Fradi felt the words rumble through his body with an almost-curdling resonance as the pillar felt silent. Although the cloud exhibited no feature that might be considered an eye, still he felt it examining him with a deep and searching gaze. Then, somewhat to his surprise, he heard a low, virtually subterranean peal of laughter; no, not laughter really, but more of a chuckle. A chuckle?
"You have aroused Our mirth," said the pillar, "for reasons that are Ours alone to know. However, this you may know. In reward for your virtue, your devotion, and your dedicated development of such a useful set of skills, you have been honored with Our grace."
He found he had to fight an urge to babble. "I am honored beyond all honors, O Preeminent One. I sing your praises. There is no way to properly show my abasement, no way to adequately repay -"
"This is true. However," the voice of the Presence said consideringly, "there is a certain thing you can do. Indeed, We have granted the benison of our favor in anticipation of your accomplishment of a specific task."
Underscoring the benison, the steam pillar smiled a beneficent smile. "The name of this job is Max."
"Not much to look at, is he?"
Two men stood over a third. The one who had spoken had hair that cascaded in curls past his shoulders, and a light brown mustache to match. He wore a cloak of severe, high-collared cut but of expensive weave and fabric. A set of reading glasses slouched low on his nose; a wide-brimmed hat wound with fur trim rested on the table beside him. He was, in short, a merchant, and not a struggling one.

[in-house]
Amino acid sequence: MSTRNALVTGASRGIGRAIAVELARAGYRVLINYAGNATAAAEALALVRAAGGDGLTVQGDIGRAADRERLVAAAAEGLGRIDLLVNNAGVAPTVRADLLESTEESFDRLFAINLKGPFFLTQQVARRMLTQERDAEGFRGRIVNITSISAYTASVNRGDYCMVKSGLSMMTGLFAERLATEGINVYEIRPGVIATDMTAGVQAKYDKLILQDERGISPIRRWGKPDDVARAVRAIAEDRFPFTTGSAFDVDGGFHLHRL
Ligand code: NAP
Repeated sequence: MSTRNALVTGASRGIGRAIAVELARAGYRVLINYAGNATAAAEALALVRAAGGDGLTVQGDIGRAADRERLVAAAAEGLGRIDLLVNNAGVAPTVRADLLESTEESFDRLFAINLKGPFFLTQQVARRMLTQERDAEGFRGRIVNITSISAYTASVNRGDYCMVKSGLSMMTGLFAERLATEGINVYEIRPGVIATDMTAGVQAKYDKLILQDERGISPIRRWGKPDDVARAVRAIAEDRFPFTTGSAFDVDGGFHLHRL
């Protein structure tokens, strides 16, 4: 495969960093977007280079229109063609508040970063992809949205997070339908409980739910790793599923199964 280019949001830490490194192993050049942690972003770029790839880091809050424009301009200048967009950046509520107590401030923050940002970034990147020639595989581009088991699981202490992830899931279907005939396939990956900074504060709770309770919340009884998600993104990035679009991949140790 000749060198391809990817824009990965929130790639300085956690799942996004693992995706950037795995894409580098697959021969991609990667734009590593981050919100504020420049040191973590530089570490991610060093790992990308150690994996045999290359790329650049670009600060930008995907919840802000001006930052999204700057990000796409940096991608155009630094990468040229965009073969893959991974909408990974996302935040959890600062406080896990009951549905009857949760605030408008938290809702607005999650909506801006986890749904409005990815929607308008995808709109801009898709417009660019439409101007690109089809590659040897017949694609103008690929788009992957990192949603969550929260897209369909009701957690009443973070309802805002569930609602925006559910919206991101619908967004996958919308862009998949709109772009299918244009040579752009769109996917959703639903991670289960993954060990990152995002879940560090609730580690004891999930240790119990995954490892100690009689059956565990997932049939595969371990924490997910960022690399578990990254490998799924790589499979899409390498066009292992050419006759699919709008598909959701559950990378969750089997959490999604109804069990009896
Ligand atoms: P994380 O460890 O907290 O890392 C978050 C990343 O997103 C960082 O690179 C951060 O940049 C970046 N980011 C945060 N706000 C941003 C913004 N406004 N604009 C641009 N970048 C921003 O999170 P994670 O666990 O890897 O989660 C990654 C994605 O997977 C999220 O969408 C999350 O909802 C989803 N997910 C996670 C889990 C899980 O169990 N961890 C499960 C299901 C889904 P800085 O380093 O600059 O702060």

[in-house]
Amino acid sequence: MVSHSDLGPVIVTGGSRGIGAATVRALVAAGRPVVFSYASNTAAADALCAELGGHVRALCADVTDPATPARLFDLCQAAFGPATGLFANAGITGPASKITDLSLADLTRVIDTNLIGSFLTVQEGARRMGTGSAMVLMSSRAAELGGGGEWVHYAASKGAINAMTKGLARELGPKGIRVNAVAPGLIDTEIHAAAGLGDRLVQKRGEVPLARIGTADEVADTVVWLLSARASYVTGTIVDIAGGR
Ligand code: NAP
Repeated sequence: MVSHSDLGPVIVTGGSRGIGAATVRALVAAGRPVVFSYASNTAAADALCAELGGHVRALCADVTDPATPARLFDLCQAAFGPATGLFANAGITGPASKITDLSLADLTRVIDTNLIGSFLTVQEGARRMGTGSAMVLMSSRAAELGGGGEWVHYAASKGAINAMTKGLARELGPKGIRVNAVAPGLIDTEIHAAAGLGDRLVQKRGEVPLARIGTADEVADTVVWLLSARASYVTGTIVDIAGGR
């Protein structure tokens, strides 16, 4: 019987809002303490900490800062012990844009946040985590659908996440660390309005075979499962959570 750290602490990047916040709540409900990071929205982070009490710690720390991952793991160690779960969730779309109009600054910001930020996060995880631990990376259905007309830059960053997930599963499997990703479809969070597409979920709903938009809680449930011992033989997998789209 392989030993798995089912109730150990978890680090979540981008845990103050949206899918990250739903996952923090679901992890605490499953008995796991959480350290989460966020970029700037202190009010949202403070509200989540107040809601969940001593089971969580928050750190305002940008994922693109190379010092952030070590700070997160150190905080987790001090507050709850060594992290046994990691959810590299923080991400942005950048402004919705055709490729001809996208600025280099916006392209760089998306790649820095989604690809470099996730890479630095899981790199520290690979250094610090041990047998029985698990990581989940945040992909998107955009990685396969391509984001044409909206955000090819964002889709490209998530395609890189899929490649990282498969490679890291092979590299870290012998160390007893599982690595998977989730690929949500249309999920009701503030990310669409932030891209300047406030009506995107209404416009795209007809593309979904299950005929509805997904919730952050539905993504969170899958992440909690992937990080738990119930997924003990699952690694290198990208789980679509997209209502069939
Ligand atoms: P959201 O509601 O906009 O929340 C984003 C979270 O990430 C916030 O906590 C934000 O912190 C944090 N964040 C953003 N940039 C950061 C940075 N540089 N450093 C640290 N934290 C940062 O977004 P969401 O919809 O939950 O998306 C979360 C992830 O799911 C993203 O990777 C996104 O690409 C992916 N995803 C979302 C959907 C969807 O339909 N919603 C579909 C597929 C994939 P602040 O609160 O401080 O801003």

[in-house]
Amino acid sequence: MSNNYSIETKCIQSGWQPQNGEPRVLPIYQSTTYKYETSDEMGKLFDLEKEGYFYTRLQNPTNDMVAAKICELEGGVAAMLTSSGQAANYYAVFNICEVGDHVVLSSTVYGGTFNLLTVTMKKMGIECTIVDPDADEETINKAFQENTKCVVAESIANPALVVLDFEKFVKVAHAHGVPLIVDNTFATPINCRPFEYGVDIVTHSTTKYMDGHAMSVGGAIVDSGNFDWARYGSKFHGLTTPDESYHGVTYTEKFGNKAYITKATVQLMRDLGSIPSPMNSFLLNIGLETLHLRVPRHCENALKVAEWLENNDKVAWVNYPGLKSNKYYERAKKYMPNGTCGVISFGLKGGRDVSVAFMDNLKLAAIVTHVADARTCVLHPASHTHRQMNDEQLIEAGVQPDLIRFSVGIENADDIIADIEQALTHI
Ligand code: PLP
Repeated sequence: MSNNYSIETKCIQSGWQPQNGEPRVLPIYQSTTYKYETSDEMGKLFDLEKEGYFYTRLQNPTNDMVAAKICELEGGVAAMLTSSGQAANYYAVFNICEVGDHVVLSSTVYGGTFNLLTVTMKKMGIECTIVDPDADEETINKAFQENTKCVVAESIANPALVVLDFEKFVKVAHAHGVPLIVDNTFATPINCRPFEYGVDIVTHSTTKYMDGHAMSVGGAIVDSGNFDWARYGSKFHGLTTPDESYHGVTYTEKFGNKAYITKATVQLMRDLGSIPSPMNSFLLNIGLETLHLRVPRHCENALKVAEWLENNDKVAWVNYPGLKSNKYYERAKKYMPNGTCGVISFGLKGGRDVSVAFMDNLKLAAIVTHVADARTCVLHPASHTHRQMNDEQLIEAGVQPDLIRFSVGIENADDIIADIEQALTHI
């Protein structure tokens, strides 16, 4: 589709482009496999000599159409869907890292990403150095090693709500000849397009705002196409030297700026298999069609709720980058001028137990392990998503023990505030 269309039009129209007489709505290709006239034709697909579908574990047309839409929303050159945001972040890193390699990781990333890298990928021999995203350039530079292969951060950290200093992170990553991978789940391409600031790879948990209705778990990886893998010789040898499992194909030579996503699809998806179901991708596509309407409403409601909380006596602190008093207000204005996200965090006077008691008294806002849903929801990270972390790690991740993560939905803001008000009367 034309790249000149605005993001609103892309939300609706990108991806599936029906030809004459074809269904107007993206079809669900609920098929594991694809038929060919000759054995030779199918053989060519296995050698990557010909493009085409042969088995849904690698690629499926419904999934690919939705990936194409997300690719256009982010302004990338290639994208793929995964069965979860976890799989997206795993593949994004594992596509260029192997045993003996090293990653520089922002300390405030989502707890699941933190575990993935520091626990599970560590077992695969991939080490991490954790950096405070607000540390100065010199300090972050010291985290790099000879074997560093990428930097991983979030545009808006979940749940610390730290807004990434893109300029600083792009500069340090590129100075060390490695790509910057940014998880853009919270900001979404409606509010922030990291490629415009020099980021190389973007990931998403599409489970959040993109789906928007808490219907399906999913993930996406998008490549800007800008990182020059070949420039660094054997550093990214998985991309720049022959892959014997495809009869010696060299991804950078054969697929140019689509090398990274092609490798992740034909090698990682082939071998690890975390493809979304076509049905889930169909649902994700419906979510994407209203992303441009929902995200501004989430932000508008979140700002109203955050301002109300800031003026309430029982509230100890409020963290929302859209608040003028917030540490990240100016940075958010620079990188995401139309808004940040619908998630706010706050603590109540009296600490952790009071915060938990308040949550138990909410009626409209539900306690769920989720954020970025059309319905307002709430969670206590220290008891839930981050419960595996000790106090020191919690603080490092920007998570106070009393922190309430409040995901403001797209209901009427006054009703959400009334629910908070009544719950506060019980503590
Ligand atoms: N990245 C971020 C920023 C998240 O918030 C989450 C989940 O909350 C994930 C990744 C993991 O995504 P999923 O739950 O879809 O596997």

"No, Meester Groot," said his companion. "Companion," of course, would by all accepted standards of the day have been too strong a word, implying a degree of social equality to which even enlightened merchants would rarely lower themselves. The relationship between Haalsen Groot and his employees, though, was scarcely typical, since the esteemed Meester Groot did not restrict his activities - or his colleagues - to those a scrupulously proper merchant might assume without reproach. The third member of the tableau, the recumbent one, provided ample illustration of this point.
Admittedly, Haalsen Groot was no colossus. Nevertheless, for a figure half again as tall as Meester Groot, the mass and bulk of the man on the cot should have been proportionately greater as well. Where one would have expected only the sleek curves of corded muscles, though, the sight of stretched, somewhat mangy skin and the protruding angles of bones, sunken cheeks and hollowed eye sockets betrayed a barbarian swordsman far from home and lost in the strange convolutions of civilization. He had yet to open his eyes. Instead, he was spending his time and energy on the occasional fever chill, uncontrollably chattering his teeth and contorting his body into strange representations of the fetal position, as perhaps illustrated by one of the members of the Nightmare Realism school of modern painters.
Following this line of thought, Meester Groot commented, "Life may be life, but aesthetics are certainly aesthetics," to which his clerk replied, as was his habit, "Indeed so, sir." The barbarian interrupted with a deep liquid cough, a fine froth of pink bubbles appearing on his lips.